A diet containing a moderate amount of fat and one avocado may help lower “bad” cholesterol. This, in turn, could reduce the risk of heart disease, say researchers.
Avocados are known to be a nutrient-dense food, high in monounsaturated fatty acids. Previous studies have suggested that avocados are a cholesterol-lowering food, but this study looks at the health implications of avocados beyond monounsaturated fatty acids.
“Including one avocado each day as part of a moderate-fat, cholesterol-lowering diet compared to a comparable moderate-fat diet without an avocado provides additional LDL (low-density lipoproteins) lowering effects, which benefit CVD risk,” says Penny M. Kris-Etherton, professor of nutrition at Penn State.
Kris-Etherton and colleagues tested three different diets, all designed to lower cholesterol: a lower-fat diet, consisting of 24 percent fat, and two moderate fat diets, with 34 percent fat.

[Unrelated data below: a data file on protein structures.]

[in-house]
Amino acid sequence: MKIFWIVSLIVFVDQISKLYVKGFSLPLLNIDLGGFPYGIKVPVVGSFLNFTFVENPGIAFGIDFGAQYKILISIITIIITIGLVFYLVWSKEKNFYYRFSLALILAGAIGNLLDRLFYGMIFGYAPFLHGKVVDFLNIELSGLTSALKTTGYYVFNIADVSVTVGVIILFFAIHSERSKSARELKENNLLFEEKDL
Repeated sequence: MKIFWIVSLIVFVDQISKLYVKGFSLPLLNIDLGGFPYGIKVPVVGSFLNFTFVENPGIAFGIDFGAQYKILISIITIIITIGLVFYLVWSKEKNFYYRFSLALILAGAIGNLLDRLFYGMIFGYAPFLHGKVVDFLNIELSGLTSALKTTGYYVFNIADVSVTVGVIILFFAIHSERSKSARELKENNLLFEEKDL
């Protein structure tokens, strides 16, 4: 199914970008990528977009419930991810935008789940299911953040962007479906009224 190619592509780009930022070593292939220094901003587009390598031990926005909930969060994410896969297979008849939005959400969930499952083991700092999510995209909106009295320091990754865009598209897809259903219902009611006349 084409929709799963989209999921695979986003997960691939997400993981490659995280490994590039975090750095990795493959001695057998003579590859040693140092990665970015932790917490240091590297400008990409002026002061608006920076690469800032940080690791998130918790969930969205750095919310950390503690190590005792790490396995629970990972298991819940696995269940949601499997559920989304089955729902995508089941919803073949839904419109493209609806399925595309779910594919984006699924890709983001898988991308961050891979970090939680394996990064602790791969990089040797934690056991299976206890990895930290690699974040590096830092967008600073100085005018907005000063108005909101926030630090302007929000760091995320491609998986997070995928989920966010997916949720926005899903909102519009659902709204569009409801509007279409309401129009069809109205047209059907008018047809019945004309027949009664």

The moderate fat diets were nearly identical, however one diet incorporated one Hass avocado every day while the other used a comparable amount of high oleic acid oils—such as olive oil—to match the fatty acid content of one avocado.
The researchers tested the diets with 45 healthy, overweight adults between the ages of 21 and 70. Compared to the participants’ baseline measurements, all three diets significantly lowered LDL—also known as “bad” cholesterol—as well as total cholesterol.
However, participants experienced an even greater reduction in LDL and total cholesterol while on the avocado diet, compared to the other two diets, the researchers report in the Journal of the American Heart Association.
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